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Richard Fletcher (American politician)

From Wikipedia, the free encyclopedia

Richard Fletcher
Richard Fletcher ASA.jpg
Member of the U.S. House of Representatives
from Massachusetts's 1st district
In office
March 4, 1837 – March 4, 1839
Preceded byAbbott Lawrence
Succeeded byAbbott Lawrence
Personal details
Born(1788-01-08)January 8, 1788
Cavendish, Vermont
DiedJune 21, 1869(1869-06-21) (aged 81)
Boston, Massachusetts
Political partyWhig

Richard Fletcher (January 8, 1788 – June 21, 1869) was a member of the United States House of Representatives from Massachusetts. The brother of Governor Ryland Fletcher, he was born in Cavendish, Vermont on January 8, 1788. He pursued classical studies and graduated from Dartmouth College in 1806. He taught school in Salisbury, New Hampshire, studied law, was admitted to the bar and commenced practice there.

He moved to Boston in 1819 and was elected as a Whig to the Twenty-fifth Congress (March 4, 1837 – March 4, 1839). Fletcher was not a candidate for renomination to the Twenty-sixth Congress. He served as a judge of the Massachusetts Supreme Court 1848–1853, and died in Boston on June 21, 1869. His interment was in Mount Auburn Cemetery in Cambridge.

Fletcher was elected as the first president of the American Statistical Association, although by the ASA's own admission, he was "little more than a figurehead".[1]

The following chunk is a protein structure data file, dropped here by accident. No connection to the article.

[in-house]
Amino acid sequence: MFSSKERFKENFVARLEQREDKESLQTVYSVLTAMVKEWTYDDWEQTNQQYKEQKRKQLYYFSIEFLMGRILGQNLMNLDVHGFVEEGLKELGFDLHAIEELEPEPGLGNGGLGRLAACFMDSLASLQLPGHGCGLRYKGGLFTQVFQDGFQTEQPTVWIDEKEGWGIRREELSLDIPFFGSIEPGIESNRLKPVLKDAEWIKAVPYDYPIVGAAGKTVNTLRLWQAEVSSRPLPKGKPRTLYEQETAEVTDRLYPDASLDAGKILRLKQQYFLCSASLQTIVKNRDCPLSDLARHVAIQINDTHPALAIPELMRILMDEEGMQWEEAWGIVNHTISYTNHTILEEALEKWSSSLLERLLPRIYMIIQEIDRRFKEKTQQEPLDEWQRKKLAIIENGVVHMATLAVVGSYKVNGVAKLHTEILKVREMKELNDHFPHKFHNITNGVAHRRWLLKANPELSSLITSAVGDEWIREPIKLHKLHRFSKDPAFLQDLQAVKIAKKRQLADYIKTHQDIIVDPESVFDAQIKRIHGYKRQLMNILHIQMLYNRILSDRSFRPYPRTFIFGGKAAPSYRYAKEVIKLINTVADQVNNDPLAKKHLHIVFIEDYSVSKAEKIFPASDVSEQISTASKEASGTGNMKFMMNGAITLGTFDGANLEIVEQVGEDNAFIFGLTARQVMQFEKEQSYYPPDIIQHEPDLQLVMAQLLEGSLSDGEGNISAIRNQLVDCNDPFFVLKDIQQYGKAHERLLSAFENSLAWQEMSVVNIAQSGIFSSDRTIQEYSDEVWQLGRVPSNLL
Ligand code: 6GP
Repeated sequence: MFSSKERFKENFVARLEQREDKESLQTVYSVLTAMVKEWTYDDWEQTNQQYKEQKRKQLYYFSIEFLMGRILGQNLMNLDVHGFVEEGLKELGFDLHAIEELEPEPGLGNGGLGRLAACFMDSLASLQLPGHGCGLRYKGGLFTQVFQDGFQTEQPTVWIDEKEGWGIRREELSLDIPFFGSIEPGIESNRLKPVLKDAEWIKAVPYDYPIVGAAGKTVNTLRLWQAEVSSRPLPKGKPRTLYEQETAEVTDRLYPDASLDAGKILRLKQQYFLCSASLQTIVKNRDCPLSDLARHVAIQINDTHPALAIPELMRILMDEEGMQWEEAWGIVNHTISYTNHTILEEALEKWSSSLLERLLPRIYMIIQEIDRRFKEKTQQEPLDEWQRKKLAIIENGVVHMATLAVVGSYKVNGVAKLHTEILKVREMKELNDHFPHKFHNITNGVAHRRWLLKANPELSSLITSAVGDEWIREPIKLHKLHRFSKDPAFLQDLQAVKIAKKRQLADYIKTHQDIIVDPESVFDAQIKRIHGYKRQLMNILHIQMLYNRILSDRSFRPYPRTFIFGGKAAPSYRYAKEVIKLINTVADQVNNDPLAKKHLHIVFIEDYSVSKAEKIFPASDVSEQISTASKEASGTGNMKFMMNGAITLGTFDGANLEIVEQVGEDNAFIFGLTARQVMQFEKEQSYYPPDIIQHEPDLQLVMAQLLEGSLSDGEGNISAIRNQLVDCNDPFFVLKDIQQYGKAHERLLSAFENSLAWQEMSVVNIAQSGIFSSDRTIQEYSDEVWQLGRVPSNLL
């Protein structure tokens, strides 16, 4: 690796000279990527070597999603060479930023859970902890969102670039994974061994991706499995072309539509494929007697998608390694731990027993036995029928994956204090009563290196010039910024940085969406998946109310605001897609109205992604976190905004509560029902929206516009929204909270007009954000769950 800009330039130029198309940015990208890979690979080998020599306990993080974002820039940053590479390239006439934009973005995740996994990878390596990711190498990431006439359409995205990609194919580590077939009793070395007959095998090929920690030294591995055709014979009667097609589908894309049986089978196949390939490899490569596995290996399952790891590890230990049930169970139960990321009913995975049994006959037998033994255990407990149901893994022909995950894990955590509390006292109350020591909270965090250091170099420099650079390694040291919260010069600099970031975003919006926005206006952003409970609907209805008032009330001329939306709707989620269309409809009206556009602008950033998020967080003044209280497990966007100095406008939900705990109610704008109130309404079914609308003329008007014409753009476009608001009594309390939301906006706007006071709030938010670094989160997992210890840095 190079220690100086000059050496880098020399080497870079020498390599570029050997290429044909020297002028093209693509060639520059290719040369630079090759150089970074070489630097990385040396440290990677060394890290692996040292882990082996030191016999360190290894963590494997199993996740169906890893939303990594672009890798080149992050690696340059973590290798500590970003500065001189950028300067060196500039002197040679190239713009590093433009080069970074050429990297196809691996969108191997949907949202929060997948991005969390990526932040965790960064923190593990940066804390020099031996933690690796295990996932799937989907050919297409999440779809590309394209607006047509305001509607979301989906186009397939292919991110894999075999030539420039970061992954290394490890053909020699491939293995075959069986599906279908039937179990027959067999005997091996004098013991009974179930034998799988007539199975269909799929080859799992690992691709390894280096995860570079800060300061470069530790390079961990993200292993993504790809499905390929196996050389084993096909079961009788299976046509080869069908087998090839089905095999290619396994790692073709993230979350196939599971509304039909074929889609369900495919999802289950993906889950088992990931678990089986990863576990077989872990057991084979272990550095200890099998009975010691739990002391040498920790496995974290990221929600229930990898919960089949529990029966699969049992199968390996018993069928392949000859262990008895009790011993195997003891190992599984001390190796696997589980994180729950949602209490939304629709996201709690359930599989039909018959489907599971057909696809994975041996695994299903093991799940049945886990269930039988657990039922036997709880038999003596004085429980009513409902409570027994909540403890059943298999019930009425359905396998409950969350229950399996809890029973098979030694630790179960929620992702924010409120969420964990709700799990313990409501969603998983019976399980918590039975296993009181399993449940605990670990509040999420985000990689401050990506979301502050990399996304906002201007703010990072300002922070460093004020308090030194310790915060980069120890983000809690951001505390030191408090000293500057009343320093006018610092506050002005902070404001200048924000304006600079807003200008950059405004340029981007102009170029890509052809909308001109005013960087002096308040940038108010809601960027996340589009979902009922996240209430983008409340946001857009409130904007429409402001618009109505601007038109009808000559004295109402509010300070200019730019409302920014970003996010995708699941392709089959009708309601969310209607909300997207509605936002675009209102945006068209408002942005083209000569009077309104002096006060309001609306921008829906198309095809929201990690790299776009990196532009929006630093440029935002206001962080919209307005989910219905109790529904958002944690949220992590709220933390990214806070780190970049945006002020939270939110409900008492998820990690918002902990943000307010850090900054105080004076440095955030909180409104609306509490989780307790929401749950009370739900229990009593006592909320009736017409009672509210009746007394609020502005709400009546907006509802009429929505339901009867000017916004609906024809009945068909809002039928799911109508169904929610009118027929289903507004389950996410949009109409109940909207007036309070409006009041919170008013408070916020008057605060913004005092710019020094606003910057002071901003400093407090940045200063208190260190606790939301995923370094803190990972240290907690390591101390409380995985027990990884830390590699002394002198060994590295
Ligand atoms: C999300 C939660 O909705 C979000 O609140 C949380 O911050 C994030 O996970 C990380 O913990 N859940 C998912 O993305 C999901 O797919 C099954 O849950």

YouTube Encyclopedic

  • 1/5
    1 719
    1 221
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  • Richard Lyman Bushman, Conference on Mormonism and American Politics (Part 1)
  • "Why Fletcher?” From the Security Studies Classroom to a Career in Journalism w/ NYT’s Thom Shanker
  • Philip Barlow, Conference on Mormonism and American Politics (Part 5)
  • 3 The Final Analysis: ...that whole Bay of Pigs thing
  • The Fletcher School, Class Day 2012: Graduation Address: Dr. Richard N. Haass


See also


  • United States Congress. "Richard Fletcher (id: F000203)". Biographical Directory of the United States Congress.
U.S. House of Representatives
Preceded by
Abbott Lawrence
Member of the U.S. House of Representatives
from Massachusetts's 1st congressional district

March 4, 1837 — March 4, 1839
Succeeded by
Abbott Lawrence
Legal offices
Preceded by
Charles Forbes
Associate Justice of the Massachusetts Supreme Judicial Court
Succeeded by
Benjamin Thomas

This page was last edited on 4 October 2020, at 11:36
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